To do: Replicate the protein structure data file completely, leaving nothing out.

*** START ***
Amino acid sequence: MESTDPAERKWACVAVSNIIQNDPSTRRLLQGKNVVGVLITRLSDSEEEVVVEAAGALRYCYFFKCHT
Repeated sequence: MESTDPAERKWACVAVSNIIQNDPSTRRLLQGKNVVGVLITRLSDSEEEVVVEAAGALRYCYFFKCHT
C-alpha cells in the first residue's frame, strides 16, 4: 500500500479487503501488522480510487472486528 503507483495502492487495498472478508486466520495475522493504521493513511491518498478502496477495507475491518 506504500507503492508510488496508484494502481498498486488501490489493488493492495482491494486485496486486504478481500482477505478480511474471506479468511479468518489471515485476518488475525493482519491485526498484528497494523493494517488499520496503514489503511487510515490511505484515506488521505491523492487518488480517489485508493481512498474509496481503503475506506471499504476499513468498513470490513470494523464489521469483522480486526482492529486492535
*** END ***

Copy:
Amino acid sequence: MESTDPAERKWACVAVSNIIQNDPSTRRLLQGKNVVGVLITRLSDSEEEVVVEAAGALRYCYFFKCHT
Repeated sequence: MESTDPAERKWACVAVSNIIQNDPSTRRLLQGKNVVGVLITRLSDSEEEVVVEAAGALRYCYFFKCHT
C-alpha cells in the first residue's frame, strides 16, 4: 500500500479487503501488522480510487472486528 503507483495502492487495498472478508486466520495475522493504521493513511491518498478502496477495507475491518 506504500507503492508510488496508484494502481498498486488501490489493488493492495482491494486485496486486504478481500482477505478480511474471506479468511479468518489471515485476518488475525493482519491485526498484528497494523493494517488499520496503514489503511487510515490511505484515506488521505491523492487518488480517489485508493481512498474509496481503503475506506471499504476499513468498513470490513470494523464489521469483522480486526482492529486492535